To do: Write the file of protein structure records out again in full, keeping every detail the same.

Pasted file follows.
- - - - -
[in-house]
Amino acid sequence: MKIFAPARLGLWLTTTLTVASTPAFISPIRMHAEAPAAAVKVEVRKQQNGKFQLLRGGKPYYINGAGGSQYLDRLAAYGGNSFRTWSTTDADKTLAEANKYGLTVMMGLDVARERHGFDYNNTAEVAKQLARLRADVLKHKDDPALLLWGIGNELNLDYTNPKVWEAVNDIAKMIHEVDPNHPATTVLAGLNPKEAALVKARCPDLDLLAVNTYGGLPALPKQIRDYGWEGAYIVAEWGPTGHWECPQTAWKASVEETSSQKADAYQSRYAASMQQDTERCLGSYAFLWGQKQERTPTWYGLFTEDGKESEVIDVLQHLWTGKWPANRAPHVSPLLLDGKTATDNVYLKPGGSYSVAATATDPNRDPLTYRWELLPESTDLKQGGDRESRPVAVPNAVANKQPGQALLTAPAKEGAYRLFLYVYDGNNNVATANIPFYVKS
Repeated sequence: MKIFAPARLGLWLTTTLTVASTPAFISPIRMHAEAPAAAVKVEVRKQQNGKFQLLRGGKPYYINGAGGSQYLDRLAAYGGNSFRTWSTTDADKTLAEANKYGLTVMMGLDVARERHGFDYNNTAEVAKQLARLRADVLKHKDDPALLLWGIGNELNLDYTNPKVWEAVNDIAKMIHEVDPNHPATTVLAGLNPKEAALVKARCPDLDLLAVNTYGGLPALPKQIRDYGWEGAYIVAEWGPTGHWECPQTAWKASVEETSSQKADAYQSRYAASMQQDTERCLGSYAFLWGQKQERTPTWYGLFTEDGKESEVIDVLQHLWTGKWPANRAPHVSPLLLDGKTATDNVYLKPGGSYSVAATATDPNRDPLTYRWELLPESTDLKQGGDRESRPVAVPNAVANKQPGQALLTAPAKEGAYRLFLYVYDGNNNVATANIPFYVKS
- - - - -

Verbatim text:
[in-house]
Amino acid sequence: MKIFAPARLGLWLTTTLTVASTPAFISPIRMHAEAPAAAVKVEVRKQQNGKFQLLRGGKPYYINGAGGSQYLDRLAAYGGNSFRTWSTTDADKTLAEANKYGLTVMMGLDVARERHGFDYNNTAEVAKQLARLRADVLKHKDDPALLLWGIGNELNLDYTNPKVWEAVNDIAKMIHEVDPNHPATTVLAGLNPKEAALVKARCPDLDLLAVNTYGGLPALPKQIRDYGWEGAYIVAEWGPTGHWECPQTAWKASVEETSSQKADAYQSRYAASMQQDTERCLGSYAFLWGQKQERTPTWYGLFTEDGKESEVIDVLQHLWTGKWPANRAPHVSPLLLDGKTATDNVYLKPGGSYSVAATATDPNRDPLTYRWELLPESTDLKQGGDRESRPVAVPNAVANKQPGQALLTAPAKEGAYRLFLYVYDGNNNVATANIPFYVKS
Repeated sequence: MKIFAPARLGLWLTTTLTVASTPAFISPIRMHAEAPAAAVKVEVRKQQNGKFQLLRGGKPYYINGAGGSQYLDRLAAYGGNSFRTWSTTDADKTLAEANKYGLTVMMGLDVARERHGFDYNNTAEVAKQLARLRADVLKHKDDPALLLWGIGNELNLDYTNPKVWEAVNDIAKMIHEVDPNHPATTVLAGLNPKEAALVKARCPDLDLLAVNTYGGLPALPKQIRDYGWEGAYIVAEWGPTGHWECPQTAWKASVEETSSQKADAYQSRYAASMQQDTERCLGSYAFLWGQKQERTPTWYGLFTEDGKESEVIDVLQHLWTGKWPANRAPHVSPLLLDGKTATDNVYLKPGGSYSVAATATDPNRDPLTYRWELLPESTDLKQGGDRESRPVAVPNAVANKQPGQALLTAPAKEGAYRLFLYVYDGNNNVATANIPFYVKS